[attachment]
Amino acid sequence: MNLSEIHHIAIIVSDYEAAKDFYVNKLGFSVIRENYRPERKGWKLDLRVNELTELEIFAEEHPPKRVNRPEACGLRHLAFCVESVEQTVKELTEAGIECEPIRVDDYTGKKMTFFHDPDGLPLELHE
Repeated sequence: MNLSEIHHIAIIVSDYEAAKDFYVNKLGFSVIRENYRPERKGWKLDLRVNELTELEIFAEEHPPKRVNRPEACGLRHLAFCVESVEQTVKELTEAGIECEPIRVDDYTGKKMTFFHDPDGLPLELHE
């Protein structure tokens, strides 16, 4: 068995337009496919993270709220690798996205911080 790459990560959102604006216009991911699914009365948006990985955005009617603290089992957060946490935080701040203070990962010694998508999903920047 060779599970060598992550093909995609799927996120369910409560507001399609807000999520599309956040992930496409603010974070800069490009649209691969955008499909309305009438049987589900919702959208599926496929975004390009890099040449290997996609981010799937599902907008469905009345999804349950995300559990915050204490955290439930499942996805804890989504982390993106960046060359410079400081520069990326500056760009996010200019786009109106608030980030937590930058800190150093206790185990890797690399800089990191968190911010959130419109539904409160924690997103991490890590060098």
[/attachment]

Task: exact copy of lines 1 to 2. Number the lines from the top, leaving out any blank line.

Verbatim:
Amino acid sequence: MNLSEIHHIAIIVSDYEAAKDFYVNKLGFSVIRENYRPERKGWKLDLRVNELTELEIFAEEHPPKRVNRPEACGLRHLAFCVESVEQTVKELTEAGIECEPIRVDDYTGKKMTFFHDPDGLPLELHE
Repeated sequence: MNLSEIHHIAIIVSDYEAAKDFYVNKLGFSVIRENYRPERKGWKLDLRVNELTELEIFAEEHPPKRVNRPEACGLRHLAFCVESVEQTVKELTEAGIECEPIRVDDYTGKKMTFFHDPDGLPLELHE